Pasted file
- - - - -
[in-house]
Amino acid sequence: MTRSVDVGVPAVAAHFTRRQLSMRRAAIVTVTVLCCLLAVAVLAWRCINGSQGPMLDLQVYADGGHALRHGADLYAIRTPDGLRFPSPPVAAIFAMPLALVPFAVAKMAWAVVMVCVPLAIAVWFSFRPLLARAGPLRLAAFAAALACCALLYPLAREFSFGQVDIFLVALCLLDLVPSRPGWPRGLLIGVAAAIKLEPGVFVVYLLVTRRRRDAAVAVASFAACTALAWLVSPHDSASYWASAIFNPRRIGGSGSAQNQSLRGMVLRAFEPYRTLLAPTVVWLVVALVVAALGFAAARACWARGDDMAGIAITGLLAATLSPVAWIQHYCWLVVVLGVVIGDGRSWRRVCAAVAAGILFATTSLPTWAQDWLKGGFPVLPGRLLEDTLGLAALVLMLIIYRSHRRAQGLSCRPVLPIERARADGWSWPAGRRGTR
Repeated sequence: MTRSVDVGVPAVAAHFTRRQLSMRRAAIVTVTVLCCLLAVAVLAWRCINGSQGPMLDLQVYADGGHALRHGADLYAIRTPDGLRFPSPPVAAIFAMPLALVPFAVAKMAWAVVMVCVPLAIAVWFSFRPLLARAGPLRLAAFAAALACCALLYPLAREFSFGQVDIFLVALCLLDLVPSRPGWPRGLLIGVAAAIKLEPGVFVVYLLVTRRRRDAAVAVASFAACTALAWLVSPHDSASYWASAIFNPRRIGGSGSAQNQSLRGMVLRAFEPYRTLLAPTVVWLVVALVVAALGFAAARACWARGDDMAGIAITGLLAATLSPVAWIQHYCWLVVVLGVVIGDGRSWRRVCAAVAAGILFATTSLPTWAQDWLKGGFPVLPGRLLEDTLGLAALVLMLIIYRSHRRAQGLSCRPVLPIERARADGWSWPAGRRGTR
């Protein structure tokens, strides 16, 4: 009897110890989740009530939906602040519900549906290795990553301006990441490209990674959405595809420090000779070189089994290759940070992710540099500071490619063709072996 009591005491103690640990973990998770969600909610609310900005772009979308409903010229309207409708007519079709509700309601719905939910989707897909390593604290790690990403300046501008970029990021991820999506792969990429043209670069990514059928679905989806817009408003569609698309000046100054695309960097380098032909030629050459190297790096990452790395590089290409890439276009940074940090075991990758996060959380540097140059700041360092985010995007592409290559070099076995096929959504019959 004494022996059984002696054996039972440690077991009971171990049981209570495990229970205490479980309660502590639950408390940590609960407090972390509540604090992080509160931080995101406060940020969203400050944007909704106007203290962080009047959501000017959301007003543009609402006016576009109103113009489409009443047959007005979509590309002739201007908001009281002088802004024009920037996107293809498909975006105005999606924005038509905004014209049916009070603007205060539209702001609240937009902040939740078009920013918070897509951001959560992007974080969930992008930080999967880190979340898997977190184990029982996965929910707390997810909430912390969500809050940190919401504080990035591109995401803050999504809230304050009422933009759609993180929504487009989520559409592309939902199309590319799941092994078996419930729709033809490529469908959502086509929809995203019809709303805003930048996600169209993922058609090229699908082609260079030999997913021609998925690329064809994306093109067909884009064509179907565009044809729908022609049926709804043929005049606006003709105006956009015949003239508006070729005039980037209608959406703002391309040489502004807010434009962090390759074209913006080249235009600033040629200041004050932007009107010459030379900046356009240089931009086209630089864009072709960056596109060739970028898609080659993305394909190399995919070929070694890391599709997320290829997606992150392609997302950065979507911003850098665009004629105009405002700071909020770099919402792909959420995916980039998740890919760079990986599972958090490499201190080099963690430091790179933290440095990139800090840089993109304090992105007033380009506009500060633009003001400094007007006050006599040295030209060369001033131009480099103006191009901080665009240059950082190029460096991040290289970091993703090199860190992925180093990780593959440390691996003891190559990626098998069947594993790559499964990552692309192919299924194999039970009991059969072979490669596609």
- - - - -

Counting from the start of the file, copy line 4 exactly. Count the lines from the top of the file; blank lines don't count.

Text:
């Protein structure tokens, strides 16, 4: 009897110890989740009530939906602040519900549906290795990553301006990441490209990674959405595809420090000779070189089994290759940070992710540099500071490619063709072996 009591005491103690640990973990998770969600909610609310900005772009979308409903010229309207409708007519079709509700309601719905939910989707897909390593604290790690990403300046501008970029990021991820999506792969990429043209670069990514059928679905989806817009408003569609698309000046100054695309960097380098032909030629050459190297790096990452790395590089290409890439276009940074940090075991990758996060959380540097140059700041360092985010995007592409290559070099076995096929959504019959 004494022996059984002696054996039972440690077991009971171990049981209570495990229970205490479980309660502590639950408390940590609960407090972390509540604090992080509160931080995101406060940020969203400050944007909704106007203290962080009047959501000017959301007003543009609402006016576009109103113009489409009443047959007005979509590309002739201007908001009281002088802004024009920037996107293809498909975006105005999606924005038509905004014209049916009070603007205060539209702001609240937009902040939740078009920013918070897509951001959560992007974080969930992008930080999967880190979340898997977190184990029982996965929910707390997810909430912390969500809050940190919401504080990035591109995401803050999504809230304050009422933009759609993180929504487009989520559409592309939902199309590319799941092994078996419930729709033809490529469908959502086509929809995203019809709303805003930048996600169209993922058609090229699908082609260079030999997913021609998925690329064809994306093109067909884009064509179907565009044809729908022609049926709804043929005049606006003709105006956009015949003239508006070729005039980037209608959406703002391309040489502004807010434009962090390759074209913006080249235009600033040629200041004050932007009107010459030379900046356009240089931009086209630089864009072709960056596109060739970028898609080659993305394909190399995919070929070694890391599709997320290829997606992150392609997302950065979507911003850098665009004629105009405002700071909020770099919402792909959420995916980039998740890919760079990986599972958090490499201190080099963690430091790179933290440095990139800090840089993109304090992105007033380009506009500060633009003001400094007007006050006599040295030209060369001033131009480099103006191009901080665009240059950082190029460096991040290289970091993703090199860190992925180093990780593959440390691996003891190559990626098998069947594993790559499964990552692309192919299924194999039970009991059969072979490669596609």